The council chambers at City Hall was a raucous place last week after the Stop the Violence BC motion was introduced for debate.

Inhaling the Stop the Violence BC discussion

When the gavel came down to end last Monday’s council meeting, I exhaled.

Yes, dear reader, I inhaled. While marijuana is no longer a part of my life, it has done me little harm, and has been a support for stress relief and even insight.

When the gavel came down to end last Monday’s council meeting, I exhaled. The debate around the motion to officially support the campaign of stoptheviolencebc.org was the most intense I have yet experienced during my short time on council, and I was left with many, many questions about what had just happened.

Since then, I’ve been puzzling a lot about process, politics and prohibition.

How was it that a motion that was clearly supported by four of seven failed to pass? I believe it was a failure of process. Nelson city council makes decisions using majority rules, as do all local governments in BC, and in fact most democracies. Under this system, it is important that once a decision is made, all members of council, including the mayor, support the decision whether they personally voted for it or not.

I have worked all my adult life with another decision-making process, known as consensus process. Consensus requires all parties to discuss, debate and persuade until a decision is reached that all can live with — not necessarily agree with, but live with, and support. If you can’t personally support a proposal but don’t want to stop the group from moving forward, you can stand aside. (In majority rules, a stand-aside is counted as an affirmative vote). In consensus process there is also provision for blocking a decision. This is done only in very rare instances when one or more members, after sufficient discussion and consideration, feel that the proposed action would contradict the group’s mission or violate the morals, ethics or safety of the group. A block prevents the proposed action from moving forward. I have rarely seen it used.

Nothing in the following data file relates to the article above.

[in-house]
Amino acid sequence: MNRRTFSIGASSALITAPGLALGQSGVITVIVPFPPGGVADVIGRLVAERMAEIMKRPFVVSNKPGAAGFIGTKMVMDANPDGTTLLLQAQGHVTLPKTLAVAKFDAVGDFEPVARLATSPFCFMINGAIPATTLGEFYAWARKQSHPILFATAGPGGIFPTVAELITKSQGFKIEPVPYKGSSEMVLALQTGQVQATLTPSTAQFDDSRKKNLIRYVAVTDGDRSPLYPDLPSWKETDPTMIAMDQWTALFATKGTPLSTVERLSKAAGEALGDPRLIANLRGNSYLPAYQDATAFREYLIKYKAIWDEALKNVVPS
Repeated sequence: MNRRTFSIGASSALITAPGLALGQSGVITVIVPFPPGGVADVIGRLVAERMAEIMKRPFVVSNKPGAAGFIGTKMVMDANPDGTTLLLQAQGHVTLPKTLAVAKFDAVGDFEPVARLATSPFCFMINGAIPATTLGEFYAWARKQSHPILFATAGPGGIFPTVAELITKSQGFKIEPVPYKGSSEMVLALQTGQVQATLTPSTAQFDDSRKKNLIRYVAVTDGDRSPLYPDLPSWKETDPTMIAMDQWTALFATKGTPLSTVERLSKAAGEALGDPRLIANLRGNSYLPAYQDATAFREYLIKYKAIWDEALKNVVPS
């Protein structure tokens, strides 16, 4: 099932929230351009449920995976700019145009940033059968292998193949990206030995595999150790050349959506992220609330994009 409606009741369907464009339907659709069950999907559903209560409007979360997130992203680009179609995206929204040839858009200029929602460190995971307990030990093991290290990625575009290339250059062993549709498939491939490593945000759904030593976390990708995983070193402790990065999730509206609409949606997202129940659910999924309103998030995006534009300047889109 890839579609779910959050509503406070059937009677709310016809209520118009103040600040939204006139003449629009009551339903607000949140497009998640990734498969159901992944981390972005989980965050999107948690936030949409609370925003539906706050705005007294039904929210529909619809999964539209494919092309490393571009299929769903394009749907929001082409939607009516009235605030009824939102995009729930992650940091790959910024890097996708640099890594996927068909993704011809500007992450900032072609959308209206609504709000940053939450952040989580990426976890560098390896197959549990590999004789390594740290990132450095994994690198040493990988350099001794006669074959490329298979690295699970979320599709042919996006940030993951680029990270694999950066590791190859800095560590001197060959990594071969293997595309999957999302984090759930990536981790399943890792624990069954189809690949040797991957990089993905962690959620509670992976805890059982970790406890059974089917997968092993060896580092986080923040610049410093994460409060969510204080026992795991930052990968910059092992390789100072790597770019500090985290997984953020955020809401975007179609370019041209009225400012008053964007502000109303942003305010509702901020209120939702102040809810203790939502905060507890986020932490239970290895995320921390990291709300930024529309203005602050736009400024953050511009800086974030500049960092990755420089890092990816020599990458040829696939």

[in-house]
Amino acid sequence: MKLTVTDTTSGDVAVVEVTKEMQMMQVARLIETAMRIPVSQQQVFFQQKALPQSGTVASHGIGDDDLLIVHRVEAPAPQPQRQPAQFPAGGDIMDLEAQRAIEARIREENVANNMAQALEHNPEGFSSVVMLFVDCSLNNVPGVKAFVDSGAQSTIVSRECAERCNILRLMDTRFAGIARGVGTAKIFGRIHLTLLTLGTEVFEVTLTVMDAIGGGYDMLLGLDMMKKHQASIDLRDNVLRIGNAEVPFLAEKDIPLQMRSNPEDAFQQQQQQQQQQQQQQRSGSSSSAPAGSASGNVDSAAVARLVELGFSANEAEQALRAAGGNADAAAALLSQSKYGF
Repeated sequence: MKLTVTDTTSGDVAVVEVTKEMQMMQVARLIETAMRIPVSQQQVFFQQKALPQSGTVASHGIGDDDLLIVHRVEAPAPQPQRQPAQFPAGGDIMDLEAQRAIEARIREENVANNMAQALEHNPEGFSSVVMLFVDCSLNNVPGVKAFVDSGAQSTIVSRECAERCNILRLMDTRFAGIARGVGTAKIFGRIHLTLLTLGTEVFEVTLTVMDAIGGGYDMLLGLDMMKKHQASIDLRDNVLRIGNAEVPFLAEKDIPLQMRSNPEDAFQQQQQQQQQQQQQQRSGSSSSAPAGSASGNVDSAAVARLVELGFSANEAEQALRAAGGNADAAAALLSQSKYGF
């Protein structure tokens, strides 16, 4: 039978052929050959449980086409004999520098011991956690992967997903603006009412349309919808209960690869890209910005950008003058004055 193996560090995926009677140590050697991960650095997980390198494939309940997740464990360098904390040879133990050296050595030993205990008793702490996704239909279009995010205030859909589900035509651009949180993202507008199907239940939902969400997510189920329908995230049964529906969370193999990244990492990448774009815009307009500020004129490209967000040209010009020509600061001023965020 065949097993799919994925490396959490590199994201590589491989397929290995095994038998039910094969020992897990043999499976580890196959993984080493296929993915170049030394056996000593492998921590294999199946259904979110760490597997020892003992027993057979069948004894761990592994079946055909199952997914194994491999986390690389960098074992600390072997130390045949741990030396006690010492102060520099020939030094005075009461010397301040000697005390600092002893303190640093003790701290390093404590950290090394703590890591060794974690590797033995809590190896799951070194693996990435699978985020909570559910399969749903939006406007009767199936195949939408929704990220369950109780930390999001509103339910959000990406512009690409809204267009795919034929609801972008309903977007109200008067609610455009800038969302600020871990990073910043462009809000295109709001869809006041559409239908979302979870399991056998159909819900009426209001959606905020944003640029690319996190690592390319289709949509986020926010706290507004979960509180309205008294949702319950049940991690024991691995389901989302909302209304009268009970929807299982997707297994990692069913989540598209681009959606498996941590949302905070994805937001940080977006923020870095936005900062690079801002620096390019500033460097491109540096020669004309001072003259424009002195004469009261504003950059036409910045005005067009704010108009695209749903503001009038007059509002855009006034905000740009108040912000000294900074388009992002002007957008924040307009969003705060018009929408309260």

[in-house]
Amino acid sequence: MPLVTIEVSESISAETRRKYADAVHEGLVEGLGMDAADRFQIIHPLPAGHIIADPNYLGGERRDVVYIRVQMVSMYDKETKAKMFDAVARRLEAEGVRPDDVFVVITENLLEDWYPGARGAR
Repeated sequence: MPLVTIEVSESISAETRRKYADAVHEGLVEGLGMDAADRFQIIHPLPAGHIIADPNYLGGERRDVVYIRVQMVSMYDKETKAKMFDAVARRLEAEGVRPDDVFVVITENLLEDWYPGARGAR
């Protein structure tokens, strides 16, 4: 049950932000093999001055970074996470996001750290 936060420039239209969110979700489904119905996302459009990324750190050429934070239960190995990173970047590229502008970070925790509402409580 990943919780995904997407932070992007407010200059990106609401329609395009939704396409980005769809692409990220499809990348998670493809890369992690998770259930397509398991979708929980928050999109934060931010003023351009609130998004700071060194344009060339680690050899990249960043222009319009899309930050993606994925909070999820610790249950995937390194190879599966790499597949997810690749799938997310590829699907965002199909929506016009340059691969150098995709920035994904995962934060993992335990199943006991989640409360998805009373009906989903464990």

In consensus the discussion is ideally moderated by an impartial facilitator who does not participate in the decision, which prevents them from unduly influencing the outcome. In practice, especially in small groups, the facilitator may still participate in the decision, but someone who feels strongly about the issue is generally not given the facilitator’s role. In majority rules, the meeting is chaired by a voting member who may well feel strongly about the issue under debate.

So, which did we have Monday night? Neither. We had someone ostensibly chairing a majority rules meeting, but using a consensus tool to block an outcome, stating repeatedly that no matter the results of the vote, he would not support it. We had a process failure, which prevented us from being able to actually have a reasonable discussion.

So, we are now having the discussion on the streets, in the cafes, in our homes, in the media, everywhere I go. Everywhere. And this is a good thing.

In fact there are two discussions taking place. The discussion about marijuana prohibition, its impacts on our society and communities, and the merits of legalizing and regulating, has taken a back seat to the discussion about process and politics.

But it’s important that we also have the other discussion. Let’s hear from all sides of the long-running debate. Let’s hear from law enforcement, from diverse voices in the medical establishment and healing communities, from those growers that have the courage to speak up, and from all those who have been directly affected by prohibition.

The politics of prohibition are complex and difficult. There are interests that are heavily invested in the status quo. Years of prohibition have led to ingrained social stigma. It is deeply human to fear the unknown, to fear change.

We will never have complete community consensus on this or any issue. But we can debate and discuss, listen and consider, and then collectively do what we feel will be the best for the most, the test of any political decision.

 

Candace Batycki is a Nelson city councillor who shares this Wednesday space with her colleagues around the table.

 

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